Promotion battle enters last leg

Promotion battle enters last leg

The Supreme Court's decision to let a Constitution bench examine the need for taking a re-look on a 2006 judgement in M Nagaraj vs the Union of India is set to open a fresh debate on reservation to those from the Scheduled Castes and Scheduled Tribes (SCs and STs) in public employment. The issue was raised before the court in a different batch of matters arising from Maharashtra and Tripura, making a demand for reviewing the Constitution (Eighty-Fifth Amendment) Act, 2001, and others brought in by the then NDA government, inserting Article 16(4A) of the Constitution, retrospectively, from June 17, 1995, and providing reservation in promotion with consequential seniority.

On November 14, a two-judge bench of Justices Kurian Joseph and R Banumathi first felt the need for a Constitution bench of five judges to consider "the question of further and finer interpretation on the application of Article 16(4A)". It was contended before the court that the test of backwardness cannot be applied in the case of SCs/STs. The plea for revisiting the Nagaraj verdict was vehemently opposed in view of the plethora of subsequent verdicts. In contrast, it was submitted that the "creamy layer" principle should be applied in "situations of competing claims within the same races, communities, groups or parts thereof of SC/ST notified by the President under Articles 341 and 342 of the Constitution".

A day later, a different batch of matters from Maharashtra, raising similar questions, came up before a three-judge bench of Chief Justice Dipak Misra and Justices A K Sikri and Ashok Bhushan. The court was told of a two-judge bench order to refer the matter to the Constitution bench for reviewing the Nagaraj verdict. As there was a cacophony of claims and counter-claims on the issue, the court preferred to put the matter before the Constitution bench to decide if the 2006 verdict can or should be reconsidered.

Notably, the Nagaraj judgement by a five-judge bench had then upheld the validity of the constitutional amendments saying those do not obliterate any of the constitutional requirements, namely, ceiling-limit of 50% (quantitative limitation), the concept of creamy layer (qualitative exclusion), the sub-classification between the Other Backward Classes on the one hand and SCs and STs on the other as held in 1992 Indra Sawhney (Mandal case). However, it was then held that the state has to undertake the exercise of gathering quantifiable data and consider factors like overall efficiency, backwardness and inadequacy of representation if it wanted to grant reservations in promotion to SCs and STs.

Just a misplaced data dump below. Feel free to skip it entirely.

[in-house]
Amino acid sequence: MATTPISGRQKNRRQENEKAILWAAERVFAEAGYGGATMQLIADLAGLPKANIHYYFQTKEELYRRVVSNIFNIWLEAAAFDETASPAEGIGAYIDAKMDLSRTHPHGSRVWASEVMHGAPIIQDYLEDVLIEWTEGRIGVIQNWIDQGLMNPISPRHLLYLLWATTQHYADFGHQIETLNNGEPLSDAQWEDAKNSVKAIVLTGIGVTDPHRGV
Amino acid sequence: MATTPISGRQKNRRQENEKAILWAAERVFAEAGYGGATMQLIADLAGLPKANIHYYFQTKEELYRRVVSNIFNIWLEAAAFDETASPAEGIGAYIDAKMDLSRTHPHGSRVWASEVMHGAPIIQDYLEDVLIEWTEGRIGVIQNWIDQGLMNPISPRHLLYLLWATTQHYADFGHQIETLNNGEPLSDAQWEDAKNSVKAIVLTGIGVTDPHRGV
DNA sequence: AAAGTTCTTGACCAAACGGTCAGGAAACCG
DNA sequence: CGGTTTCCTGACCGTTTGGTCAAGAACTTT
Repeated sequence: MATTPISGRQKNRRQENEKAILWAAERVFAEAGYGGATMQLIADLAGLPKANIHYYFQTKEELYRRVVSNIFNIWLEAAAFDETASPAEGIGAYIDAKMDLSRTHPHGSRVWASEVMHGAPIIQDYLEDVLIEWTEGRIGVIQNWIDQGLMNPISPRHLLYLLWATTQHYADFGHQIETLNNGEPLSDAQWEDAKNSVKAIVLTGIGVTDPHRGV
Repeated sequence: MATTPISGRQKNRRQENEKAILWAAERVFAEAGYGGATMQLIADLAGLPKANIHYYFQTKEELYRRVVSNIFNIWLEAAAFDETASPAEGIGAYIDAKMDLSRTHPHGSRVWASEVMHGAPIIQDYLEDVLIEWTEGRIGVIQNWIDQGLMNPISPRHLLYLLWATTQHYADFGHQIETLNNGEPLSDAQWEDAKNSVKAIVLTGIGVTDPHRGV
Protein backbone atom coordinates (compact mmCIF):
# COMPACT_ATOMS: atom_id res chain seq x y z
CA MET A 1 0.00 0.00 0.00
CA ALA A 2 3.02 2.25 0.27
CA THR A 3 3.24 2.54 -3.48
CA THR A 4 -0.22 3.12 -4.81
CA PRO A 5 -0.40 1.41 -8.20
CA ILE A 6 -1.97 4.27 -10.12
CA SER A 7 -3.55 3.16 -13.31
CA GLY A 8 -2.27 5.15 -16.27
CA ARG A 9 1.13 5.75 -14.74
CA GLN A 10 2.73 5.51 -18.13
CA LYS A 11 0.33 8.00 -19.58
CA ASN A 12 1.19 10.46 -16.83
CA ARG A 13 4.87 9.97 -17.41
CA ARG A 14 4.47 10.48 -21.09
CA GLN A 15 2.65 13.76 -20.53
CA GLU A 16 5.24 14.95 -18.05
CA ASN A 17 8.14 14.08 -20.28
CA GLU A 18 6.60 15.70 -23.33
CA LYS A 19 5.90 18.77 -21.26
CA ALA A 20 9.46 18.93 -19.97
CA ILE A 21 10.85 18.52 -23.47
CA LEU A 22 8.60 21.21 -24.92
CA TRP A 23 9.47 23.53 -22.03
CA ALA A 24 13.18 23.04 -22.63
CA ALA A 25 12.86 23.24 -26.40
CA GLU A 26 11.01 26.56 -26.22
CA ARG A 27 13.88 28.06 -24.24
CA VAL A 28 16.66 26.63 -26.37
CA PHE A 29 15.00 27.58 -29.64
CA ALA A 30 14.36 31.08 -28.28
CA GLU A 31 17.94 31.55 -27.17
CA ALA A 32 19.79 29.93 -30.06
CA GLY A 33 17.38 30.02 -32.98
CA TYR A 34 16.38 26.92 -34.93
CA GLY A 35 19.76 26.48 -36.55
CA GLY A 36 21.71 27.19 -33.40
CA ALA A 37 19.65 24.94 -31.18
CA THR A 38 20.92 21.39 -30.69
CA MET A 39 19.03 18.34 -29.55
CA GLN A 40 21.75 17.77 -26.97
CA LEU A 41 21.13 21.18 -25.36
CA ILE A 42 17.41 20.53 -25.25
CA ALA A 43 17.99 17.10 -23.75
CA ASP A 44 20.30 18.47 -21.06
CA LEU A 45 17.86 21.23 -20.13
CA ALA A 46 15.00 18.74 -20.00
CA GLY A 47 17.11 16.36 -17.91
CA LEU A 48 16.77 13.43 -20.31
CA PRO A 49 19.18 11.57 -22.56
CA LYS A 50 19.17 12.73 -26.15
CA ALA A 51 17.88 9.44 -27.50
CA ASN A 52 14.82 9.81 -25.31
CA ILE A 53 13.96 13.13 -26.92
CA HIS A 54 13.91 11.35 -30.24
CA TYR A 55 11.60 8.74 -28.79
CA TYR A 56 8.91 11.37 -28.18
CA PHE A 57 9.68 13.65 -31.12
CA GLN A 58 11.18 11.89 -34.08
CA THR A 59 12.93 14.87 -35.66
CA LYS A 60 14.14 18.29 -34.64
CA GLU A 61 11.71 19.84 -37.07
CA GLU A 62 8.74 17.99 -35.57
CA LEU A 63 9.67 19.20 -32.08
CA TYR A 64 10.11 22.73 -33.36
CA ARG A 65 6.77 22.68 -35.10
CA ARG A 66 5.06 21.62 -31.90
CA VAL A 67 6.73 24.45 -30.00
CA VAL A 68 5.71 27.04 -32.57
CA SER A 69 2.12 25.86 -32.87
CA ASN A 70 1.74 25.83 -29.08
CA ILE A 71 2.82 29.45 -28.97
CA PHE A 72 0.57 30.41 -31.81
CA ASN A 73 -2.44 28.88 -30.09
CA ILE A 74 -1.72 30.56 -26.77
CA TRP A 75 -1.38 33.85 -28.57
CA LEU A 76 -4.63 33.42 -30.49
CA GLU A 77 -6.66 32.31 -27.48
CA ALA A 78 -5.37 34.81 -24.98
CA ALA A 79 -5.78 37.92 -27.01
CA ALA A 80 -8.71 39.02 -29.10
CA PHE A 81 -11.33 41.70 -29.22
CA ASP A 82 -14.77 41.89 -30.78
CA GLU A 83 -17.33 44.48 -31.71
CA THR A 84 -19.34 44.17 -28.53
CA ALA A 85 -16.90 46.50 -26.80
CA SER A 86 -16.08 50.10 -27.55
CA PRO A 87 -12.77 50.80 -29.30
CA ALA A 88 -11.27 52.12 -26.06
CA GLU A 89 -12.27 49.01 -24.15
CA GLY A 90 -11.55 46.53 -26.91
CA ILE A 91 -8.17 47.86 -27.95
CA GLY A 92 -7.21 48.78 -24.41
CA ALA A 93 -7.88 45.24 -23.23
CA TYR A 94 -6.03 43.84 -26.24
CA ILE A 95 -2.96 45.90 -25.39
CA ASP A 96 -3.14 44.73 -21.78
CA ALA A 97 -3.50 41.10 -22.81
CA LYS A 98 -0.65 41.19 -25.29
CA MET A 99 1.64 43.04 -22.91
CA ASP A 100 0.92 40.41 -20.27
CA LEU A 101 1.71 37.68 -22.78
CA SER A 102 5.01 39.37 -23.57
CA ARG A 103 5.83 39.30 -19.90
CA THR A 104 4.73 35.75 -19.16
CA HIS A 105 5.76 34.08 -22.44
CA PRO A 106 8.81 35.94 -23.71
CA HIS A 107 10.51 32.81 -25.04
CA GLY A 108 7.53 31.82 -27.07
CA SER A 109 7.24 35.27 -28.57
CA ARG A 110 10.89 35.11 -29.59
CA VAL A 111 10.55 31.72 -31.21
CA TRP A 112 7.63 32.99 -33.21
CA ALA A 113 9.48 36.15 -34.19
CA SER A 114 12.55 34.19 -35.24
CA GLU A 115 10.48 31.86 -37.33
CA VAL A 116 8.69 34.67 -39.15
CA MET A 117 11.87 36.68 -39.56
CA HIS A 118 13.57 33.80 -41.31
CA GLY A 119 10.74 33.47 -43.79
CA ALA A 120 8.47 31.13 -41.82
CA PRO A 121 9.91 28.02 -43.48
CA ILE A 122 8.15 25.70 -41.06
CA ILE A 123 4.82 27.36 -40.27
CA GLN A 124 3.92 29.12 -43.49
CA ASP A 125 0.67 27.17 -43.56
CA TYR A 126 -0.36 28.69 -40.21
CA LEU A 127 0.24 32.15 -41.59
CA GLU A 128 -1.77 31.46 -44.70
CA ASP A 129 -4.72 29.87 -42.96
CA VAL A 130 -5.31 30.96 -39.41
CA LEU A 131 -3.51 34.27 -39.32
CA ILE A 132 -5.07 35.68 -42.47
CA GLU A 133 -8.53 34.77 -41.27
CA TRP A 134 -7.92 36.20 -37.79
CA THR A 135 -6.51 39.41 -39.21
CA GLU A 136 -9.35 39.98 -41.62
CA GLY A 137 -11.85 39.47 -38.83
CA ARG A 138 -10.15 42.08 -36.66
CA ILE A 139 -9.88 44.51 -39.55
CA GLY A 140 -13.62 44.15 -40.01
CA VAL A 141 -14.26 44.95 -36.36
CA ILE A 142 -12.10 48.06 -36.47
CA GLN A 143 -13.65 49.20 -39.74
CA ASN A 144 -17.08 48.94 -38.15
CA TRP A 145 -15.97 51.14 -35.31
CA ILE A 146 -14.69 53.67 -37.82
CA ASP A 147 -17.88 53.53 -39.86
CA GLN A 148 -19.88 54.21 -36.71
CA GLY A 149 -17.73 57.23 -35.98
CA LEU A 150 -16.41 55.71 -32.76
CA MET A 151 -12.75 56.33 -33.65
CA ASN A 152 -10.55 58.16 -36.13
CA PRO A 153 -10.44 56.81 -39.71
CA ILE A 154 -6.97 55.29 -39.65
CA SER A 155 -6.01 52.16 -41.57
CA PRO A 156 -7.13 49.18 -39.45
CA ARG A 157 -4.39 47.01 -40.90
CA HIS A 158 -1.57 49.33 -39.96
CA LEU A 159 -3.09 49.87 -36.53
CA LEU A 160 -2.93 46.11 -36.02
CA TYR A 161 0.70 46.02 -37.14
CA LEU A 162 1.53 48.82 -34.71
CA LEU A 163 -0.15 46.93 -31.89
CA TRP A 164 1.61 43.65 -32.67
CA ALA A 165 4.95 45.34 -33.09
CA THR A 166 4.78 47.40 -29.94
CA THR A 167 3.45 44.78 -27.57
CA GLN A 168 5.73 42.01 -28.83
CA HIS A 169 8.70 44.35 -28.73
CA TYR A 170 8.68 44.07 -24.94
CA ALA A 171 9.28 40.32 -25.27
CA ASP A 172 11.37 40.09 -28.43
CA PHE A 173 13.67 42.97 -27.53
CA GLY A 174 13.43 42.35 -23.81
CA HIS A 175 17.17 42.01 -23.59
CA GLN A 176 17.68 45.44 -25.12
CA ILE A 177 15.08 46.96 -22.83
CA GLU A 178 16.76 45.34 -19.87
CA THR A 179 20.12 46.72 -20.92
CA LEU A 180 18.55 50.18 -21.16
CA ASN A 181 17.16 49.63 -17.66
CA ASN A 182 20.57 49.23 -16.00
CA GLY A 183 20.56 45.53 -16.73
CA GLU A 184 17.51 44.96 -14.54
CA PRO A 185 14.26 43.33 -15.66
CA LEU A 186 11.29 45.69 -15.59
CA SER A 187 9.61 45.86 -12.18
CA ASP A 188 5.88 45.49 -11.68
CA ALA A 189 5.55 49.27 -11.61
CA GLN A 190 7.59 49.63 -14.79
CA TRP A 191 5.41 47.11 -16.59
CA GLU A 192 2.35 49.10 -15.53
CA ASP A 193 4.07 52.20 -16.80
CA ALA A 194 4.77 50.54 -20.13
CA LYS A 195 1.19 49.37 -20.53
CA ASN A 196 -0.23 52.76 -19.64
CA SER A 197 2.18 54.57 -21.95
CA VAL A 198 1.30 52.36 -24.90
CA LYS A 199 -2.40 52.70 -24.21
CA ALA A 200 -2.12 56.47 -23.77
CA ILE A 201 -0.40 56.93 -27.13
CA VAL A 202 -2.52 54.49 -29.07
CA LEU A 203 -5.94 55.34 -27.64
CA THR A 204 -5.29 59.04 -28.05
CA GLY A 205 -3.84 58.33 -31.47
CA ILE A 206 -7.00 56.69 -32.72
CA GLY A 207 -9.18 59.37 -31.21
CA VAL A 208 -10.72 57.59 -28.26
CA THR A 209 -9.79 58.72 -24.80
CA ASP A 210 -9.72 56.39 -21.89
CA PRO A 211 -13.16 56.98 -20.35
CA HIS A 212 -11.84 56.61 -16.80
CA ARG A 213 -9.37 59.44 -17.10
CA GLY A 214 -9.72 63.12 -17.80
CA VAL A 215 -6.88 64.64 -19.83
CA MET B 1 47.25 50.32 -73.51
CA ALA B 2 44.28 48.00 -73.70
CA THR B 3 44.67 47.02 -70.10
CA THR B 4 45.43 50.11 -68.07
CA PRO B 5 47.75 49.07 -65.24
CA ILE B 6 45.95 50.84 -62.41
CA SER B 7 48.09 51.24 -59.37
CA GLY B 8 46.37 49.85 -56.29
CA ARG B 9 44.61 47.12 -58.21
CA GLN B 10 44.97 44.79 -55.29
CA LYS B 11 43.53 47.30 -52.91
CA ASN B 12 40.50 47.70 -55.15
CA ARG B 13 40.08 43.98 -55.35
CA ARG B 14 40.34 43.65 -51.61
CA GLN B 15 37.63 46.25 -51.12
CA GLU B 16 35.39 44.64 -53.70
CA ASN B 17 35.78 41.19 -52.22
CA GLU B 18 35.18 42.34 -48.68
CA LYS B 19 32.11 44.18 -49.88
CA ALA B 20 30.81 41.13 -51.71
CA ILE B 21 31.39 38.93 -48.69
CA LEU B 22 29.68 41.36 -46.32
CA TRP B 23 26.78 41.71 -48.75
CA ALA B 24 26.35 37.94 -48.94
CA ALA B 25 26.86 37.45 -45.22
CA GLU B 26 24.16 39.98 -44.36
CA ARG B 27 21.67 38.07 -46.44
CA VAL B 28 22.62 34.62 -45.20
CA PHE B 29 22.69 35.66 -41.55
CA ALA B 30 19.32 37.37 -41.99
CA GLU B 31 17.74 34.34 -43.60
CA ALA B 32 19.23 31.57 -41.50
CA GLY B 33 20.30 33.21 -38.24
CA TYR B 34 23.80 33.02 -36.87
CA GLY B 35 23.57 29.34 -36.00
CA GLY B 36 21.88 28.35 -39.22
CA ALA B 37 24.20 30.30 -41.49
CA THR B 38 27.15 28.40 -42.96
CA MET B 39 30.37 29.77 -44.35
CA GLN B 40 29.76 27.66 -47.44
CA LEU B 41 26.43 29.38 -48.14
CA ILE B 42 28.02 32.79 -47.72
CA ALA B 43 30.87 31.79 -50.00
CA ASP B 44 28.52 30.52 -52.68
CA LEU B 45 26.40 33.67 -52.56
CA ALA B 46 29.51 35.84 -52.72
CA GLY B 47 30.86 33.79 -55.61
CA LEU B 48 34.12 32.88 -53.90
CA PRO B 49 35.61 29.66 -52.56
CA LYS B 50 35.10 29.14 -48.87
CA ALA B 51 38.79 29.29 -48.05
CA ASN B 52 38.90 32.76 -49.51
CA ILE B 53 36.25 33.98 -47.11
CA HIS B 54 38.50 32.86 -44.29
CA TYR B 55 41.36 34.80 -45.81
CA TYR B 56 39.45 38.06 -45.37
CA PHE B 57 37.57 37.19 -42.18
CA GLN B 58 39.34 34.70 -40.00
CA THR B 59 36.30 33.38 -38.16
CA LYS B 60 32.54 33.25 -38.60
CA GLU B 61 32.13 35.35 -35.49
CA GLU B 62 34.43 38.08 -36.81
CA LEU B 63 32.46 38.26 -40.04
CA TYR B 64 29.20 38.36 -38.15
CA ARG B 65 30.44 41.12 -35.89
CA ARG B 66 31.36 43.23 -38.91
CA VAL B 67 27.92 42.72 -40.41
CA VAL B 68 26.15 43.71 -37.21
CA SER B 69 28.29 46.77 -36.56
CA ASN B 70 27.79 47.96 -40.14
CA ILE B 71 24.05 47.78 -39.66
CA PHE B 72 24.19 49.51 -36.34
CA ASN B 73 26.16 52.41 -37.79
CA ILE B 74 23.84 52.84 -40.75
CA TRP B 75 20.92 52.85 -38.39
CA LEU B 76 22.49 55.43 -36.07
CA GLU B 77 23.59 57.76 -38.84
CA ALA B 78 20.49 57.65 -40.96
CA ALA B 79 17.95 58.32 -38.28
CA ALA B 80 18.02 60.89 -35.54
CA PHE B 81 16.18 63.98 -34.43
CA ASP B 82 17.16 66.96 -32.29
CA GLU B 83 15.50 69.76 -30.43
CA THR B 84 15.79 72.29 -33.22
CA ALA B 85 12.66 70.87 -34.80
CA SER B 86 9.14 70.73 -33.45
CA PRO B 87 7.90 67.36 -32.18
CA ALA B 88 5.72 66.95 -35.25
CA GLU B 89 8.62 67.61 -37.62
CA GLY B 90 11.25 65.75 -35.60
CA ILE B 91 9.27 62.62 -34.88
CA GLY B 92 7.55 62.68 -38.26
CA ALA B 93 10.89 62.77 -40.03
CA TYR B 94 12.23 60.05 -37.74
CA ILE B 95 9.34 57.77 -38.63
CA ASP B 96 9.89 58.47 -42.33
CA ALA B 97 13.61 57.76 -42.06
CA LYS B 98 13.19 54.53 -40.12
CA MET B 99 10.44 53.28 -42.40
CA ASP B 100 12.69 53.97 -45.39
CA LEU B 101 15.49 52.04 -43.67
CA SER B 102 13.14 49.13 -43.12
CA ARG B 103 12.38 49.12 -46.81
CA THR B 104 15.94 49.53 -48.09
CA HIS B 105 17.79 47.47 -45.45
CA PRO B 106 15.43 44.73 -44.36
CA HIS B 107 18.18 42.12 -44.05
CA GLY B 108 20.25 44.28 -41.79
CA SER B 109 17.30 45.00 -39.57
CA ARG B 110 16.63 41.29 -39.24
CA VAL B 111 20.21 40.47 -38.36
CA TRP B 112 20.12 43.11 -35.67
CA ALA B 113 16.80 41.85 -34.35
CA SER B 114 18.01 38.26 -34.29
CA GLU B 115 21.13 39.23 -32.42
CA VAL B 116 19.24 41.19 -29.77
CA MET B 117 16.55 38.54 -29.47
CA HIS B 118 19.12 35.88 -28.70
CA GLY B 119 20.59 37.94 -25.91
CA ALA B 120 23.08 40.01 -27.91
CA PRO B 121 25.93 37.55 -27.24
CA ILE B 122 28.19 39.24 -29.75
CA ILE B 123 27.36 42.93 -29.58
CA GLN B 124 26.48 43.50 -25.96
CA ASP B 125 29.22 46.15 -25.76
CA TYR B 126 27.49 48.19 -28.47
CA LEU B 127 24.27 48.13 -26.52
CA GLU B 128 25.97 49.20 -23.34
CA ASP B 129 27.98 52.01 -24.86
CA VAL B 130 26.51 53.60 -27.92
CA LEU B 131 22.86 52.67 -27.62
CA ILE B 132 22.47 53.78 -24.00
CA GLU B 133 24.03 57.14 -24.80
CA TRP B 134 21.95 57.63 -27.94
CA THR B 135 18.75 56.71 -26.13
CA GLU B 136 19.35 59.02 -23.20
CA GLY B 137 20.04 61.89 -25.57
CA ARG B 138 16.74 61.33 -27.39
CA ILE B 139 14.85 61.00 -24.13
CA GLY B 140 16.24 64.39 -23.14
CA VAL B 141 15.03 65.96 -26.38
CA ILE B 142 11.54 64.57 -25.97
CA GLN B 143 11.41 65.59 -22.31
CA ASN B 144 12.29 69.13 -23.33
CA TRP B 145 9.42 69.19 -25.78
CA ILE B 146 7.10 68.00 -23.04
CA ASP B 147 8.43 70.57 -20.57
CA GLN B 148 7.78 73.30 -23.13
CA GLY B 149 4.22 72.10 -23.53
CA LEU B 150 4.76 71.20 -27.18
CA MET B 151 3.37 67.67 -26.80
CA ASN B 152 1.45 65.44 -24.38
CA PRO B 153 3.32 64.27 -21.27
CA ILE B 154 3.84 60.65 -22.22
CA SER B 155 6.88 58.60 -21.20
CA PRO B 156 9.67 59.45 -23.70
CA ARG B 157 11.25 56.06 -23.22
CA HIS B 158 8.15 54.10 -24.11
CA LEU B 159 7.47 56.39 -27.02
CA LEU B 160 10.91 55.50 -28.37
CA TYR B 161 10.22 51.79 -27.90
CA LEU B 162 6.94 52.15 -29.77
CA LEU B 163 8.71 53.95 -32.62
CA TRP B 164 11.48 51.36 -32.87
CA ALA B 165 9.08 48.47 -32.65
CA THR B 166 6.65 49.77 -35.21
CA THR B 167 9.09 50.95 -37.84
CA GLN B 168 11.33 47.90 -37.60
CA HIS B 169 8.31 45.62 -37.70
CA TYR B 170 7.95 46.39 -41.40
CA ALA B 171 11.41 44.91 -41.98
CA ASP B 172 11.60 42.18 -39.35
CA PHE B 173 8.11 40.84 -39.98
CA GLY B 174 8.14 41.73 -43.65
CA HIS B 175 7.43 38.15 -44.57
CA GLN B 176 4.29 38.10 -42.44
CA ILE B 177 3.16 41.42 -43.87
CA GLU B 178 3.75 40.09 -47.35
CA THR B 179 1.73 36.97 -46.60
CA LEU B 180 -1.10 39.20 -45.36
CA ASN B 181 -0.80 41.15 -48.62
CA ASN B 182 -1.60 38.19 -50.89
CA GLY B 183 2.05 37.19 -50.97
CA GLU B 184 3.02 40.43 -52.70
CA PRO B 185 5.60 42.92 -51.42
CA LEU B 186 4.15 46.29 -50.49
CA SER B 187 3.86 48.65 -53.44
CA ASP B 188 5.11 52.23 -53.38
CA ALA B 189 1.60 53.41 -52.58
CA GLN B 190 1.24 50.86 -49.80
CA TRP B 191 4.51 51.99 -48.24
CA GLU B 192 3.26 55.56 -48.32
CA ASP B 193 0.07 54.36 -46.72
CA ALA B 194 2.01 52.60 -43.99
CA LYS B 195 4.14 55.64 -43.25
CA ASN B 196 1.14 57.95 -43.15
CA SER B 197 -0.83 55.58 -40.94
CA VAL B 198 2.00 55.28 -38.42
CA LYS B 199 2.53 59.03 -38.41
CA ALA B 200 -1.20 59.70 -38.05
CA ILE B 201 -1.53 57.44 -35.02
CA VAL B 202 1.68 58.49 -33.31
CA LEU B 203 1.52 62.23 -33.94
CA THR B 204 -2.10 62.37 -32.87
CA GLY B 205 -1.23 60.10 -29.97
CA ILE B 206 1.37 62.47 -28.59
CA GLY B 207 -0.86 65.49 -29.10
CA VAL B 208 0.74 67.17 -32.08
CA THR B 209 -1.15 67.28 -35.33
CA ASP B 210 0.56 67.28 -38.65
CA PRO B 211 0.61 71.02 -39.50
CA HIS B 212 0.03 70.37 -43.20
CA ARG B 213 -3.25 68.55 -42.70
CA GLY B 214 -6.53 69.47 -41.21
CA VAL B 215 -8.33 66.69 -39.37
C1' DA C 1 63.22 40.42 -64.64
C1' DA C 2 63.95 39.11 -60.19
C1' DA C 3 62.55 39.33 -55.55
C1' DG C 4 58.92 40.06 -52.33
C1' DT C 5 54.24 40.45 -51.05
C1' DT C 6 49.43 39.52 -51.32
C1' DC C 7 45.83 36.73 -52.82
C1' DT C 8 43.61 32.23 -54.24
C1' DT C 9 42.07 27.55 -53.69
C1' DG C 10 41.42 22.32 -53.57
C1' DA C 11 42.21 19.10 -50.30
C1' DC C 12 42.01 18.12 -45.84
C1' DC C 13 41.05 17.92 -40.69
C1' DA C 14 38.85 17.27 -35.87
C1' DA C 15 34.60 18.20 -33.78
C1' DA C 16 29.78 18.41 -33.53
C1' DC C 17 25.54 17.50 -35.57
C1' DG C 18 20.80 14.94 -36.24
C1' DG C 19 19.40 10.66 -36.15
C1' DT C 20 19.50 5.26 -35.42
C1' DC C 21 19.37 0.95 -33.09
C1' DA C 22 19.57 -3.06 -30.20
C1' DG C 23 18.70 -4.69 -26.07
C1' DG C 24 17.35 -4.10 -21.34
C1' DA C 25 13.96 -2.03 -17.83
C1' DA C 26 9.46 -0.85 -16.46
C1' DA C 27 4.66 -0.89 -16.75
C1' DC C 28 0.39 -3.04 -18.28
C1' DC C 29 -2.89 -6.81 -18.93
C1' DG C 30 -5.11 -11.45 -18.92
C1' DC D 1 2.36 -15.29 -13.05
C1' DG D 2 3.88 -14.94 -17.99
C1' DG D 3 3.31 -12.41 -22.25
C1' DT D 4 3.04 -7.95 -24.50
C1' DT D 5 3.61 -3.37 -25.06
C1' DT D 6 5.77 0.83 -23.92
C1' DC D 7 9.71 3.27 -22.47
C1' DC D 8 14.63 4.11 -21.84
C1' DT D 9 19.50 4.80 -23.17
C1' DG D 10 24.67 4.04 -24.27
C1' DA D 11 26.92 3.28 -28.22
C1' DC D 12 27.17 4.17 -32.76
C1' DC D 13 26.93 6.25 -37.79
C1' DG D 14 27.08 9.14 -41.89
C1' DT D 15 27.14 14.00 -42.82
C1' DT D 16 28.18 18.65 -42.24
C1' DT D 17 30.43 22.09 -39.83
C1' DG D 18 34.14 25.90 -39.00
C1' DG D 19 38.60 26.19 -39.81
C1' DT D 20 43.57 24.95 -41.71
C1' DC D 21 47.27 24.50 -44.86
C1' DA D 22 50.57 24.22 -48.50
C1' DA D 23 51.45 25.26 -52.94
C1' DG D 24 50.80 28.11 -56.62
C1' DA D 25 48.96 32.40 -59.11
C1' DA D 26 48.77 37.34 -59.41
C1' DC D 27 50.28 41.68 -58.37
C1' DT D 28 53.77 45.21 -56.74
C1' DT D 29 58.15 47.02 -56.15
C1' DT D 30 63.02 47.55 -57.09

Consequential seniority

Arising out of the same Nagaraj judgement was a case titled "B K Pavitra and others vs the Union of India". It involved the question of the validity of the Karnataka Determination of Seniority of the Government Servants Promoted on the Basis of Reservation (To posts in the Civil Services of the State) Act, 2002 (the impugned Act). The Act, among others, provided for the grant of consequential seniority to government servants from SC and ST communities promoted under the reservation policy. It also protected consequential seniority already accorded from April 27, 1978, onwards in Karnataka.

However, the apex court's two-judge bench on February 9 declared the Karnataka law as "ultra vires" of right to equality and right to equality in matters of public employment under the Constitution for doing away with the "catch up" rule and providing for consequential seniority to persons belonging to SC and ST communities on promotion against roster points.

The top court held that the state undertook no exercise or gathered quantifiable data for determining "inadequacy of representation, backwardness and overall efficiency", which is a must for granting reservation in promotion under Article 16(4A). "Mere fact that there is no proportionate representation in promotional posts for the population of SCs and STs is not by itself enough to grant consequential seniority to promotees who are otherwise junior and thereby denying seniority to those who are given promotion later on account of reservation policy," the court held. The court also found that the state failed to place material on record that there was a compelling necessity for exercising such power and that overall efficiency was not compromised.

Fearing a major repercussion, the state government filed a review petition. Those who had to suffer adversely also moved the court.

In the meantime, the Assembly unanimously passed the Karnataka Extension of Consequential Seniority to Government Servants Promoted on the Basis of Reservation (To posts in the Civil Services of the State) Bill, 2017, apparently to outwit the apex court's ruling. This would again be brought before the court. Certainly, the development in the days to come would be keenly watched for its far-reaching implications.

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